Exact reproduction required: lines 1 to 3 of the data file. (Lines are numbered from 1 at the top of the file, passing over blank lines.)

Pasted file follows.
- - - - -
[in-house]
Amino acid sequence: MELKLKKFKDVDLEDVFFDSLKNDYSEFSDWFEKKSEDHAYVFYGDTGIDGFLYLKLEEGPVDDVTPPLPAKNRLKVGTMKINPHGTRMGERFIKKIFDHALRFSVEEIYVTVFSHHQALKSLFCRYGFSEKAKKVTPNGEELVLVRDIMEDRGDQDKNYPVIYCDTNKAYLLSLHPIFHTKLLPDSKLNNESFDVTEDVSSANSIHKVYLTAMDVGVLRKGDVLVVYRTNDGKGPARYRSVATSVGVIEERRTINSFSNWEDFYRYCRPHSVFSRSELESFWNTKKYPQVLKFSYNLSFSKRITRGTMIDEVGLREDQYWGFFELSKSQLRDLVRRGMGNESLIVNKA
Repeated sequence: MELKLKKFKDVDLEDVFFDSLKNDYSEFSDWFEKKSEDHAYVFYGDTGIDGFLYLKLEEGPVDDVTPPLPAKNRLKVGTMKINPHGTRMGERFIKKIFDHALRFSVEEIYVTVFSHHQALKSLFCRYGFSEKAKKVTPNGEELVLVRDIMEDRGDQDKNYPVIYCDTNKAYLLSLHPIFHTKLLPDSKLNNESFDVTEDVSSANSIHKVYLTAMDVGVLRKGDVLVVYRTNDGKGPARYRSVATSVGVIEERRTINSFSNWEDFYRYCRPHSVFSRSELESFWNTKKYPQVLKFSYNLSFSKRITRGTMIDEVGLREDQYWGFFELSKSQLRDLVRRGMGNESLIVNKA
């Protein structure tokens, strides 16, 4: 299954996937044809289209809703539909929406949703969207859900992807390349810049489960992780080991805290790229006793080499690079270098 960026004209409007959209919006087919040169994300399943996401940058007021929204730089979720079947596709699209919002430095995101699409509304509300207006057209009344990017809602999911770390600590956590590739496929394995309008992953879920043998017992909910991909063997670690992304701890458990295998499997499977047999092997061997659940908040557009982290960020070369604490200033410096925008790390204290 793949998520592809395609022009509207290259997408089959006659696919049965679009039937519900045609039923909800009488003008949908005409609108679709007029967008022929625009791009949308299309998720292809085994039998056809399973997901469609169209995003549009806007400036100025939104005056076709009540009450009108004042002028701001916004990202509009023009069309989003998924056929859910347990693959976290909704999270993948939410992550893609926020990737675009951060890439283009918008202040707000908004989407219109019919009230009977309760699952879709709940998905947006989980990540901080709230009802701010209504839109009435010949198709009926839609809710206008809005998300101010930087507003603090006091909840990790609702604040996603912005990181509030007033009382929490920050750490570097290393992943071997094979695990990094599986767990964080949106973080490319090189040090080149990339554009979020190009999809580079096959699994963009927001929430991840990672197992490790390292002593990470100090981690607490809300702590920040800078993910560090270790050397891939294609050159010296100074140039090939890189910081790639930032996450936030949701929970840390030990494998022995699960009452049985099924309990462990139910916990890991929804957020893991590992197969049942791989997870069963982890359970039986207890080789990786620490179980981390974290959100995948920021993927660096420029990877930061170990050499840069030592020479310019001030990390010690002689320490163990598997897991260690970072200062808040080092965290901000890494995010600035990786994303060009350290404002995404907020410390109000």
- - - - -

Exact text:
[in-house]
Amino acid sequence: MELKLKKFKDVDLEDVFFDSLKNDYSEFSDWFEKKSEDHAYVFYGDTGIDGFLYLKLEEGPVDDVTPPLPAKNRLKVGTMKINPHGTRMGERFIKKIFDHALRFSVEEIYVTVFSHHQALKSLFCRYGFSEKAKKVTPNGEELVLVRDIMEDRGDQDKNYPVIYCDTNKAYLLSLHPIFHTKLLPDSKLNNESFDVTEDVSSANSIHKVYLTAMDVGVLRKGDVLVVYRTNDGKGPARYRSVATSVGVIEERRTINSFSNWEDFYRYCRPHSVFSRSELESFWNTKKYPQVLKFSYNLSFSKRITRGTMIDEVGLREDQYWGFFELSKSQLRDLVRRGMGNESLIVNKA
Repeated sequence: MELKLKKFKDVDLEDVFFDSLKNDYSEFSDWFEKKSEDHAYVFYGDTGIDGFLYLKLEEGPVDDVTPPLPAKNRLKVGTMKINPHGTRMGERFIKKIFDHALRFSVEEIYVTVFSHHQALKSLFCRYGFSEKAKKVTPNGEELVLVRDIMEDRGDQDKNYPVIYCDTNKAYLLSLHPIFHTKLLPDSKLNNESFDVTEDVSSANSIHKVYLTAMDVGVLRKGDVLVVYRTNDGKGPARYRSVATSVGVIEERRTINSFSNWEDFYRYCRPHSVFSRSELESFWNTKKYPQVLKFSYNLSFSKRITRGTMIDEVGLREDQYWGFFELSKSQLRDLVRRGMGNESLIVNKA